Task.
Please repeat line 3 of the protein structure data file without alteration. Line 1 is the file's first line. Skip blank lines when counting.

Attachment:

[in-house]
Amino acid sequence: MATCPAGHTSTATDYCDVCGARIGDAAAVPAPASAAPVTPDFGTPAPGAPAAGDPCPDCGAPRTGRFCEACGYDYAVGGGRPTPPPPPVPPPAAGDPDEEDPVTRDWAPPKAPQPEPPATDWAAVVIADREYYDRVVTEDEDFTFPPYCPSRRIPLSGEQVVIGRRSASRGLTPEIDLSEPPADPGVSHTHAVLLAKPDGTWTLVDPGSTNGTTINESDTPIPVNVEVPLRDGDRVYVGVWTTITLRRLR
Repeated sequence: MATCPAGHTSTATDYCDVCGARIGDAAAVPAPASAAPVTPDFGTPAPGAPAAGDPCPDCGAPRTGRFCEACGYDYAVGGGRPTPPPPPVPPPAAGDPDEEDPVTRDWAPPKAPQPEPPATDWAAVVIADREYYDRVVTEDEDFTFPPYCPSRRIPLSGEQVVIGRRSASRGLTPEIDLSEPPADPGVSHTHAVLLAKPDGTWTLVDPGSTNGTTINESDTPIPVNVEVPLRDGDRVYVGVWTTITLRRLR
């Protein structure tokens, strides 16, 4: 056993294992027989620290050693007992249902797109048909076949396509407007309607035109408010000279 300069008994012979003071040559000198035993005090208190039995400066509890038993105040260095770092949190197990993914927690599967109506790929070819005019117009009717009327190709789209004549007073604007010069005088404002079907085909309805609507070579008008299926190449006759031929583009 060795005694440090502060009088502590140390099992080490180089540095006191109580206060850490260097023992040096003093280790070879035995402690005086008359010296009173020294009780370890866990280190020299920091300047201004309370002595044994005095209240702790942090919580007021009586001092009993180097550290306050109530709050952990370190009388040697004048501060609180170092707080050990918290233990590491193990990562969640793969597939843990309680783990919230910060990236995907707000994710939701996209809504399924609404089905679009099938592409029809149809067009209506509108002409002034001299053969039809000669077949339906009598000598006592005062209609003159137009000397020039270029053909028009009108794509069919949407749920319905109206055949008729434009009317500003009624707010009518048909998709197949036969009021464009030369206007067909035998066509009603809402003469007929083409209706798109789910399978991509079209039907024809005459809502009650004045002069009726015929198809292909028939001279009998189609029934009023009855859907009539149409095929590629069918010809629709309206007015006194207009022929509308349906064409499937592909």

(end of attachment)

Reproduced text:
Repeated sequence: MATCPAGHTSTATDYCDVCGARIGDAAAVPAPASAAPVTPDFGTPAPGAPAAGDPCPDCGAPRTGRFCEACGYDYAVGGGRPTPPPPPVPPPAAGDPDEEDPVTRDWAPPKAPQPEPPATDWAAVVIADREYYDRVVTEDEDFTFPPYCPSRRIPLSGEQVVIGRRSASRGLTPEIDLSEPPADPGVSHTHAVLLAKPDGTWTLVDPGSTNGTTINESDTPIPVNVEVPLRDGDRVYVGVWTTITLRRLR